Any FC adopts certain criteria with respective weights for giving to the states and the UTs their individual share from the total quantum that they are accorded from the net proceeds. For example, the TFC under Vijay Kelkar recommended for the states and UTs 32% of the total. The issue is which state gets how much. That is decided by the criteria and weights. Fiscal capacity distance is the criterion that replaces the earlier criterion of per capita income- the state that has the least per capita income is given the maximum share. Therefore, it is called the ’inverse of per capita’- the lower the per capita the more the share. Fiscal discipline measures the improvement in the financial performance of each State during during a certain period over a selected base year in terms of the ratio of its own revenue receipts to total revenue expenditure- essentially how effective is its tax effort; how much is its borrowing and how wasteful or. otherwise its expenditures.
Criteria and Weights adopted by the TFC
FC and Performing states
FC has so far taken into consideration regional equality and the need to bridge it, as one of the objectives of the recommendations. The criteria of per capita income and Grants in aid(Art.275) are used to assist the economically backward states. Developed states have made the following three arguments against it
The answer of the FC is: Indian federation can be stable and be sustained only if all regions and states enjoy an element of regional balance for which FC has an obligation. Secondly, if regional imbalances persist, it is because of other structural factors like not attracting investment etc.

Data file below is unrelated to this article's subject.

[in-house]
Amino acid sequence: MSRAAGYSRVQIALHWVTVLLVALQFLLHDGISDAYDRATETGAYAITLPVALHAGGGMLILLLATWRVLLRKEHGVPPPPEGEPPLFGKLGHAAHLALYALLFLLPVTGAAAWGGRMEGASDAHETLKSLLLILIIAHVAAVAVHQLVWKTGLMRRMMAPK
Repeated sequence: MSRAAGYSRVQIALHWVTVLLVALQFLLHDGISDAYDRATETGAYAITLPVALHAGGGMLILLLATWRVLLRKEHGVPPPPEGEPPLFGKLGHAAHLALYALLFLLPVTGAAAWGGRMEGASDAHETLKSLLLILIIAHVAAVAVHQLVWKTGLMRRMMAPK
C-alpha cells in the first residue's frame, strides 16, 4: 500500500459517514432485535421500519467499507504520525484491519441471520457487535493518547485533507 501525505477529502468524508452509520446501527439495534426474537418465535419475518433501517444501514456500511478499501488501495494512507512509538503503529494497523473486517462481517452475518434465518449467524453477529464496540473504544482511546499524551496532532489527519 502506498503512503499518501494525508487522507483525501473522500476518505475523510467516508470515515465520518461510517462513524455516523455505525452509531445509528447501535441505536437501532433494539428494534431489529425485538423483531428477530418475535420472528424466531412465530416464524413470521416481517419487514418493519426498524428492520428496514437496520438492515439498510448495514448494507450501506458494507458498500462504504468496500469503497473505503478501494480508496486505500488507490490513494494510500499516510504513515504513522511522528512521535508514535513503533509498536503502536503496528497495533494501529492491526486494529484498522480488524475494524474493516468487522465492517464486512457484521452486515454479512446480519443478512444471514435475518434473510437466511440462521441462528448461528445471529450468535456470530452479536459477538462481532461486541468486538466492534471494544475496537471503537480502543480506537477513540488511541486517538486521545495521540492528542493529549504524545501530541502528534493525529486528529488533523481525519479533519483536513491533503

It must also be recognized that the leading states develop when the savings of the laggards are used for the trade and industrial development of the leaders. Also, cheap labour from all over the country fuels development of the so called performing states.
Finally, the criterion of fiscal discipline encourages better performance and has no bias.
FC and Planning Commission
The Constitution of India has generally remained silent on the environmental issues in Indian federal system. In the original Seventh Schedule of the Constitution, all the natural resources - land, water, forests and minerals - were assigned to the States, while the central government was given the responsibilities to regulate the development of mines and mineral resources.
Constitution made separate arrangements for resolving inter-State disputes on sharing of river water among the States. The 42nd Constitution (Amendment) Act 1976 amended the Seventh Schedule to include 'Forests' and 'protection of wild animals and birds’ in the Concurrent List, thereby enabling a formal role of the central government on the subject.